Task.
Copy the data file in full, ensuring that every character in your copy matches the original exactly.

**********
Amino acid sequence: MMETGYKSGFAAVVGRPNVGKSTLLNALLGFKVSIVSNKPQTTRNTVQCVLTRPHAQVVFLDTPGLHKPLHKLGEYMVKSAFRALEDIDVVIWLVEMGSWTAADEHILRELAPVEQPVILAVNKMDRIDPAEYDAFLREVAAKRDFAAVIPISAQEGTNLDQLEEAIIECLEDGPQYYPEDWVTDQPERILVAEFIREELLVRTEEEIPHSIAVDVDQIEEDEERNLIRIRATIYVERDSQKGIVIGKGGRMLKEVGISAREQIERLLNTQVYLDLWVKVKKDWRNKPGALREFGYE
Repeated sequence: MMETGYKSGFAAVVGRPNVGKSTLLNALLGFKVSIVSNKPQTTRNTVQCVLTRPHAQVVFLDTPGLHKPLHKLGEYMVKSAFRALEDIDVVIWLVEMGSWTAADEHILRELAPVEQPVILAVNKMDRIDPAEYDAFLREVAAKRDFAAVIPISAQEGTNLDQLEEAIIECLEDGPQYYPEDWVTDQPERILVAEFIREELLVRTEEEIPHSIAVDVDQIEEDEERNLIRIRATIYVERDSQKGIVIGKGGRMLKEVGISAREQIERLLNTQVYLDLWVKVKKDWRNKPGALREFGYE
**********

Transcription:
Amino acid sequence: MMETGYKSGFAAVVGRPNVGKSTLLNALLGFKVSIVSNKPQTTRNTVQCVLTRPHAQVVFLDTPGLHKPLHKLGEYMVKSAFRALEDIDVVIWLVEMGSWTAADEHILRELAPVEQPVILAVNKMDRIDPAEYDAFLREVAAKRDFAAVIPISAQEGTNLDQLEEAIIECLEDGPQYYPEDWVTDQPERILVAEFIREELLVRTEEEIPHSIAVDVDQIEEDEERNLIRIRATIYVERDSQKGIVIGKGGRMLKEVGISAREQIERLLNTQVYLDLWVKVKKDWRNKPGALREFGYE
Repeated sequence: MMETGYKSGFAAVVGRPNVGKSTLLNALLGFKVSIVSNKPQTTRNTVQCVLTRPHAQVVFLDTPGLHKPLHKLGEYMVKSAFRALEDIDVVIWLVEMGSWTAADEHILRELAPVEQPVILAVNKMDRIDPAEYDAFLREVAAKRDFAAVIPISAQEGTNLDQLEEAIIECLEDGPQYYPEDWVTDQPERILVAEFIREELLVRTEEEIPHSIAVDVDQIEEDEERNLIRIRATIYVERDSQKGIVIGKGGRMLKEVGISAREQIERLLNTQVYLDLWVKVKKDWRNKPGALREFGYE